And although mainly people working in primarily aged care, health and community care sectors are accessing the training, it helps anyone who is working with older people identify and respond to elder abuse.
In the last financial year, Seniors Rights Victoria (SRV) received 2696 calls to its Helpline, of which 2,436 were related to elder abuse or associated issues. Women made up 75 percent of all callers, and callers overall came from 46 different countries of origin. The most commonly dealt with issues were financial and emotional/ psychological elder abuse.
“While the training is targeted to people in Victoria who work with older people, it is available for anyone to access, and people from elsewhere in Australia and overseas have completed the training,” confirms a spokesman.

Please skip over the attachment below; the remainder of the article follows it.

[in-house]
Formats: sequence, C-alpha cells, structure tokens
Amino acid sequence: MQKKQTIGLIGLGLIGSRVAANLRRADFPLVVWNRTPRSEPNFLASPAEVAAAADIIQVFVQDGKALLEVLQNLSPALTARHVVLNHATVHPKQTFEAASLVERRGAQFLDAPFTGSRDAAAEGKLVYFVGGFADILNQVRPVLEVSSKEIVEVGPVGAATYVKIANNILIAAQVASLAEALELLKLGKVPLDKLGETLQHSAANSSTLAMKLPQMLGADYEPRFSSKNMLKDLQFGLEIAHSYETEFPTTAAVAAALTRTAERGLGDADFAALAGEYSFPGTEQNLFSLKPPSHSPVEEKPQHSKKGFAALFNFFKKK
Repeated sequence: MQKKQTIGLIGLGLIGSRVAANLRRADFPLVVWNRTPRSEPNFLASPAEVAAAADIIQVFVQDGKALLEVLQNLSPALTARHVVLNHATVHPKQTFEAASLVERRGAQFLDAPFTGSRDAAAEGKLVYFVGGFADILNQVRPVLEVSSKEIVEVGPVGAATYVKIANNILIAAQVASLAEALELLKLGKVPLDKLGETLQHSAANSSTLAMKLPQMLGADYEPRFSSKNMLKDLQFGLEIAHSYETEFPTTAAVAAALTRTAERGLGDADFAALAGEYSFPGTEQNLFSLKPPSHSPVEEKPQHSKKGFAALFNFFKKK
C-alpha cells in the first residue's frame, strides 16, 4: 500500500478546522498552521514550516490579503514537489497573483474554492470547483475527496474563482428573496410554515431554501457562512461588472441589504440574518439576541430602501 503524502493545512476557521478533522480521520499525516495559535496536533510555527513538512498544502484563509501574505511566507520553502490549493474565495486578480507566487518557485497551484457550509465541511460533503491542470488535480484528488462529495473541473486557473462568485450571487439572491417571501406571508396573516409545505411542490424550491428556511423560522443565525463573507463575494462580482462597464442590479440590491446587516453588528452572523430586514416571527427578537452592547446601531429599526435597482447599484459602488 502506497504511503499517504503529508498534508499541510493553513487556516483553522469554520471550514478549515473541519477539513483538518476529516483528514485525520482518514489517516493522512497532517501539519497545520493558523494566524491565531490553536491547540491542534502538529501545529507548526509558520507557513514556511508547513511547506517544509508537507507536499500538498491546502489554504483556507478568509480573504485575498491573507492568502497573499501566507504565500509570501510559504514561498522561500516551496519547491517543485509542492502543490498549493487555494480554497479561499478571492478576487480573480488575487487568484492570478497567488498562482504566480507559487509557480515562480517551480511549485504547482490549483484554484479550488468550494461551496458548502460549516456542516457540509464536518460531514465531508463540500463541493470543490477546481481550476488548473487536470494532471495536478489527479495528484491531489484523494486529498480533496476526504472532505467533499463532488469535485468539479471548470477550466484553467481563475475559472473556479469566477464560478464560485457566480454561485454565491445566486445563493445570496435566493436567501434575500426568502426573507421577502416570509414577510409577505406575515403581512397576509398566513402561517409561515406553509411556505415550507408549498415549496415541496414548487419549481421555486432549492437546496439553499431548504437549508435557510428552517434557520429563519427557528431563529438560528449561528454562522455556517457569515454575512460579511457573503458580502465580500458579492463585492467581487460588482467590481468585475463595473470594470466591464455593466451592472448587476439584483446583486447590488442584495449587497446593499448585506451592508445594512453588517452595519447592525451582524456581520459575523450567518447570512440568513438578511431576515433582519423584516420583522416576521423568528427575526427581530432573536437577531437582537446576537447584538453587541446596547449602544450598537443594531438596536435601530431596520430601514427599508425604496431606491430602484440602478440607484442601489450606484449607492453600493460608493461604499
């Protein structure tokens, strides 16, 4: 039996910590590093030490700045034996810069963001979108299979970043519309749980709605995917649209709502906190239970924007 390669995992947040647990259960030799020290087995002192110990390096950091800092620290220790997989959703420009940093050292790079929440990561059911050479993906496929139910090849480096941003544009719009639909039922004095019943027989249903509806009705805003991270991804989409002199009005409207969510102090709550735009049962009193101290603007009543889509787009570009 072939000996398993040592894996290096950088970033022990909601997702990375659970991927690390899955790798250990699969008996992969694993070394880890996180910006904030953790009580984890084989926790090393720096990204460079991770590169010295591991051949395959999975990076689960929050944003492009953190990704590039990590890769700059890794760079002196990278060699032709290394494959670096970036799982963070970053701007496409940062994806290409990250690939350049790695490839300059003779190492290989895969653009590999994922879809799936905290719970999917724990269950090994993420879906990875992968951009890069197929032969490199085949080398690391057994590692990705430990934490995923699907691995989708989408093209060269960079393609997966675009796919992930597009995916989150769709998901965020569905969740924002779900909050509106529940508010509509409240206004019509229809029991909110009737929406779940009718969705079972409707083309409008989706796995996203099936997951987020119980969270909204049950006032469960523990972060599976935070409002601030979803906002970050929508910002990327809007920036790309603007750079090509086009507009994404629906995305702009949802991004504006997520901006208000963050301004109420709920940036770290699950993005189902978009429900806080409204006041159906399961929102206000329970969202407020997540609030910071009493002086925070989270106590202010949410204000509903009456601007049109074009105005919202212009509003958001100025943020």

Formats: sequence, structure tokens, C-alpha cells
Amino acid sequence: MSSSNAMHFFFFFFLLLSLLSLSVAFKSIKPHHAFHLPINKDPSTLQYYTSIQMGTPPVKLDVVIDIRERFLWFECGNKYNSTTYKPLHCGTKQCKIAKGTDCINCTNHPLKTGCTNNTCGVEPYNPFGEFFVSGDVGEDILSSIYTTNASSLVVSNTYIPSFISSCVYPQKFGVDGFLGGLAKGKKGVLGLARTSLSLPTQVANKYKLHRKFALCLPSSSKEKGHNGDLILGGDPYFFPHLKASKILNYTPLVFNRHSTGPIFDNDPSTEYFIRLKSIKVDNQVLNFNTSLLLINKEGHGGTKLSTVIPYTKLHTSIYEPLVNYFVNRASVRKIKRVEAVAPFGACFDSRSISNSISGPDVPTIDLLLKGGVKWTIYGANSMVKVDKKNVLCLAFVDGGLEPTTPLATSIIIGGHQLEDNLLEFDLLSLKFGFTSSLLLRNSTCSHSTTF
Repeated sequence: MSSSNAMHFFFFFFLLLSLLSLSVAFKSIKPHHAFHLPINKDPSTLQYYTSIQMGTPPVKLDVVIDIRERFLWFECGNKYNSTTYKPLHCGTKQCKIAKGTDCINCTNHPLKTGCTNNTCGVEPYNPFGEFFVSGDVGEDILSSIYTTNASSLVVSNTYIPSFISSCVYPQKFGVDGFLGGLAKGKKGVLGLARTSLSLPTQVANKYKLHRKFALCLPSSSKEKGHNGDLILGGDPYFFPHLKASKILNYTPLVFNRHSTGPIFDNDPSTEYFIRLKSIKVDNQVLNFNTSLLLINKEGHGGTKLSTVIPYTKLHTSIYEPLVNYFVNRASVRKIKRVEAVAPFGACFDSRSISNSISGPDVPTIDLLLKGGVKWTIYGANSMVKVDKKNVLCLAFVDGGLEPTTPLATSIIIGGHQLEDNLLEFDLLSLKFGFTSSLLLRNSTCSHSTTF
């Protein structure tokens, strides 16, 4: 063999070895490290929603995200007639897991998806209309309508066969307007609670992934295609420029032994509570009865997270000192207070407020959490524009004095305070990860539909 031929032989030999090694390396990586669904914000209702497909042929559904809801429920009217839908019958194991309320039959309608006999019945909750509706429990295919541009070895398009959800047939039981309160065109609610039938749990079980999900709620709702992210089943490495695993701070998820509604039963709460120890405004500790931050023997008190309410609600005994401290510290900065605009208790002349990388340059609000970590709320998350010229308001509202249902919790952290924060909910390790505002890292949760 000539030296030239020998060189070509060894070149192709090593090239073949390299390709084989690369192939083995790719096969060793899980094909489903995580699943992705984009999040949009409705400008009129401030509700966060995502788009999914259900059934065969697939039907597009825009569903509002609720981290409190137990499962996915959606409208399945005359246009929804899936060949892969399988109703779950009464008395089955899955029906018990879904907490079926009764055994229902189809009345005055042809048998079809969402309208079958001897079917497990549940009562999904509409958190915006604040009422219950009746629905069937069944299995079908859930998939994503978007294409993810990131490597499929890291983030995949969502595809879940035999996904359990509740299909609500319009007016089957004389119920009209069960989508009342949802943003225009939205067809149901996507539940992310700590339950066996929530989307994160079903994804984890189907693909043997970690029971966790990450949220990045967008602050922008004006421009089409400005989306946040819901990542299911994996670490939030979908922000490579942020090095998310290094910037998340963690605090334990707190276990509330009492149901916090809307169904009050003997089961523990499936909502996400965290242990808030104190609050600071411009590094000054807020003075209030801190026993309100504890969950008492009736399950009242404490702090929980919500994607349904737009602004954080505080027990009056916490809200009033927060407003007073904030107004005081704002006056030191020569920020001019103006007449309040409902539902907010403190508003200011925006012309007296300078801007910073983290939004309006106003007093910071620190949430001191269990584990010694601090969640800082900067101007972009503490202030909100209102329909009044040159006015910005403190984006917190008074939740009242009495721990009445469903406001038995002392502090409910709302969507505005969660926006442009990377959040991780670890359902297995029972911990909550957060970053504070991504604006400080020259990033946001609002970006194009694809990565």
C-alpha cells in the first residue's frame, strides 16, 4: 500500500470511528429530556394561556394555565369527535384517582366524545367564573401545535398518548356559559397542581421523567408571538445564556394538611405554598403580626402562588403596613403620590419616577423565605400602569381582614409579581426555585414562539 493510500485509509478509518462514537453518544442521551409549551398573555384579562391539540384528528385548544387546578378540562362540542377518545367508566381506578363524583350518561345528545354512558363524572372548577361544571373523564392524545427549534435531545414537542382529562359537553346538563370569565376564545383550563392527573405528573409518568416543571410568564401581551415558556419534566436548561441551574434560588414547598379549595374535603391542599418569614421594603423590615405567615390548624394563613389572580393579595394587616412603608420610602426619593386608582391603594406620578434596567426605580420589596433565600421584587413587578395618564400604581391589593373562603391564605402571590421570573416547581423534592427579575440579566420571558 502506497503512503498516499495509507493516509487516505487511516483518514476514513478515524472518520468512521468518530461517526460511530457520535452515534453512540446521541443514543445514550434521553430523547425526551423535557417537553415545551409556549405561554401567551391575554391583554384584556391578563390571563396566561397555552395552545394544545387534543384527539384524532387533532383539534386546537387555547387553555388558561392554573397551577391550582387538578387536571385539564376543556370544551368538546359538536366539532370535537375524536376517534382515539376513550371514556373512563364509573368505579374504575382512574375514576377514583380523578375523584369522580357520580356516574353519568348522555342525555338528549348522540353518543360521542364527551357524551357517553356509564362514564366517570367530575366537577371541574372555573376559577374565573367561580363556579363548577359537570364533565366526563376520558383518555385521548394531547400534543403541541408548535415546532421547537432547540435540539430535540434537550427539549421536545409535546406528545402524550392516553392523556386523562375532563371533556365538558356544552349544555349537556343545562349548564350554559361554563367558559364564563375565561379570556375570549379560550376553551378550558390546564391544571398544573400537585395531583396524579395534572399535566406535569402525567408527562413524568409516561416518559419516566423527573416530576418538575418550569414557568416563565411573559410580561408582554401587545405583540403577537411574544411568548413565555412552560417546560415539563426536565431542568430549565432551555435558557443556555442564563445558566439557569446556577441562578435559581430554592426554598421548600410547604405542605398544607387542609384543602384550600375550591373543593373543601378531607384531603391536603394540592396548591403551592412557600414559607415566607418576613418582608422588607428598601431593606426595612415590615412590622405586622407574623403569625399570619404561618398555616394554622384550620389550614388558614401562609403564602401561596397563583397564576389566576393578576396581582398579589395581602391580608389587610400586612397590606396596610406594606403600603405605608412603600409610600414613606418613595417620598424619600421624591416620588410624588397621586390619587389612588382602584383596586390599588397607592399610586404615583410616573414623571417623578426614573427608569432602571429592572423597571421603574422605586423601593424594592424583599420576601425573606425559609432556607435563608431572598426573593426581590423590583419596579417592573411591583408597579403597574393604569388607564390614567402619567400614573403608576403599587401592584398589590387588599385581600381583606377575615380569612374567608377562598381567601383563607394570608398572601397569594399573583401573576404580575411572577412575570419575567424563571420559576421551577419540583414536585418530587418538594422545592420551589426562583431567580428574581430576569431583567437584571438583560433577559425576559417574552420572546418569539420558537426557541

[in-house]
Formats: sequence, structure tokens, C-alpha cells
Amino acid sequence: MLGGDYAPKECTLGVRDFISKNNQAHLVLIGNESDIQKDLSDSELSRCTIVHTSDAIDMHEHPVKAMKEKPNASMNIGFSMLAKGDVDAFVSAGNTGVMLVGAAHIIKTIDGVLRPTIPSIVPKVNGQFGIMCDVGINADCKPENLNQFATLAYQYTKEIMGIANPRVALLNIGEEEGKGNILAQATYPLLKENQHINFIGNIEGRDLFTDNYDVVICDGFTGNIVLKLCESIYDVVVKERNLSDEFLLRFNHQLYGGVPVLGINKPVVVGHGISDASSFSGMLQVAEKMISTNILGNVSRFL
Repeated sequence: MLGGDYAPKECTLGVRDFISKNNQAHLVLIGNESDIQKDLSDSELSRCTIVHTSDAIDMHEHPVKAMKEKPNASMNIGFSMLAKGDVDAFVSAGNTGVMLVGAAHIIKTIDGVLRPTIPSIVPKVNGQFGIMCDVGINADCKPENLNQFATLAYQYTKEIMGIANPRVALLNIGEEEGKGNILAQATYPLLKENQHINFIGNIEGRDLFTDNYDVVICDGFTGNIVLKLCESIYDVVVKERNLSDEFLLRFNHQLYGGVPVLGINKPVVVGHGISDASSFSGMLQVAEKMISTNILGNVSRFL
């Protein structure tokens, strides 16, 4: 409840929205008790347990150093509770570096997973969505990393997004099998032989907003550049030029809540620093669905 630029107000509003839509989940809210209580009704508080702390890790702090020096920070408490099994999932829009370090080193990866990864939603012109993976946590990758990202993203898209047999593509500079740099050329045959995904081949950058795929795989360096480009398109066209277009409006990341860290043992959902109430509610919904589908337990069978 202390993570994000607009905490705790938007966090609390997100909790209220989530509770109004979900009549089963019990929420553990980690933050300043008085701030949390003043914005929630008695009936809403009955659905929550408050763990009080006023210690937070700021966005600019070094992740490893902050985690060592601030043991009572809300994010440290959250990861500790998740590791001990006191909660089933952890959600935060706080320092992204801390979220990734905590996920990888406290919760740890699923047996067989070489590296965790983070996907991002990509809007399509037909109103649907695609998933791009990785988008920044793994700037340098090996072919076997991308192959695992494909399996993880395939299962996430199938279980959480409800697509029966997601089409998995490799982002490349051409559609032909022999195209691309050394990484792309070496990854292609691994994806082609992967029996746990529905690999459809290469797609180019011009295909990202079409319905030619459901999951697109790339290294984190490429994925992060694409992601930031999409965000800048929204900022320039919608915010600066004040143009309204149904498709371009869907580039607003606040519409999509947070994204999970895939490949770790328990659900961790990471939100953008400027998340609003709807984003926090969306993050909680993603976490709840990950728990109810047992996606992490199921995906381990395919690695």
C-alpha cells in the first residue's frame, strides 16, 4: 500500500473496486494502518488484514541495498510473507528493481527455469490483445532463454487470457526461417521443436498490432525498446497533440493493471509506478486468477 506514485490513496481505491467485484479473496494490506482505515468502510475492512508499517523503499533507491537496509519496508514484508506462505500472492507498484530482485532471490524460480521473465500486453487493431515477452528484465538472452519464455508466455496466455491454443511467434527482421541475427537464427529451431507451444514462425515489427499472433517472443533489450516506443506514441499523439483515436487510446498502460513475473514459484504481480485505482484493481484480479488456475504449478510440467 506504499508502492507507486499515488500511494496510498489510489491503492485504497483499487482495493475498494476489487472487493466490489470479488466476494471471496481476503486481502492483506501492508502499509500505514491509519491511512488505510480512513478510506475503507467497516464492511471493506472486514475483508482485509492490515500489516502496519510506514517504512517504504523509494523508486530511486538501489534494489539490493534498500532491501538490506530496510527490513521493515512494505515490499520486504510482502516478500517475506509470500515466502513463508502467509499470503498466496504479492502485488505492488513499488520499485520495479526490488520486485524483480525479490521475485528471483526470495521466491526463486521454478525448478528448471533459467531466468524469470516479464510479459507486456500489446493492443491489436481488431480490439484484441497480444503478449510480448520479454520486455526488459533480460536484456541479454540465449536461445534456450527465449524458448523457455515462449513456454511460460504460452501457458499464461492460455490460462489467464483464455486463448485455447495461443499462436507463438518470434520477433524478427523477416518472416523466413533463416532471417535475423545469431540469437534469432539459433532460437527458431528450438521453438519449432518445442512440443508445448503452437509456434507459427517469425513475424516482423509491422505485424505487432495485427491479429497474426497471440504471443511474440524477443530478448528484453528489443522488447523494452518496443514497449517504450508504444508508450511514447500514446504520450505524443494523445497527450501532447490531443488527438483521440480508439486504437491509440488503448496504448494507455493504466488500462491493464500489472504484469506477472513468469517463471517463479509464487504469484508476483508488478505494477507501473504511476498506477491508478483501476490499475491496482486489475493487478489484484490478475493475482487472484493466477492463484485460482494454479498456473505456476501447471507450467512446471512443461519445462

The course will take 1.5 to 2 hours to complete and is free of charge. It includes a range of case studies, some in video format to illustrate these concepts and there is a short assessment at the end. Participants are required to register for the course and will be issued with a certificate upon successful completion of the course and assessment.
After the training, students will be able to:
- recognise and define types of elder abuse
- identify risk factors for elder abuse
- understand the empowerment model
- recognise that elder abuse situations are often complex
- understand your duty of care as worker
- contribute to building the capacity of your organisation to effectively respond to elder abuse.
The World Health Organisation (WHO) defines elder abuse as “a single or repeated act or lack of appropriate action, occurring within any relationship where there is an expectation of trust which causes harm or distress to an older person”.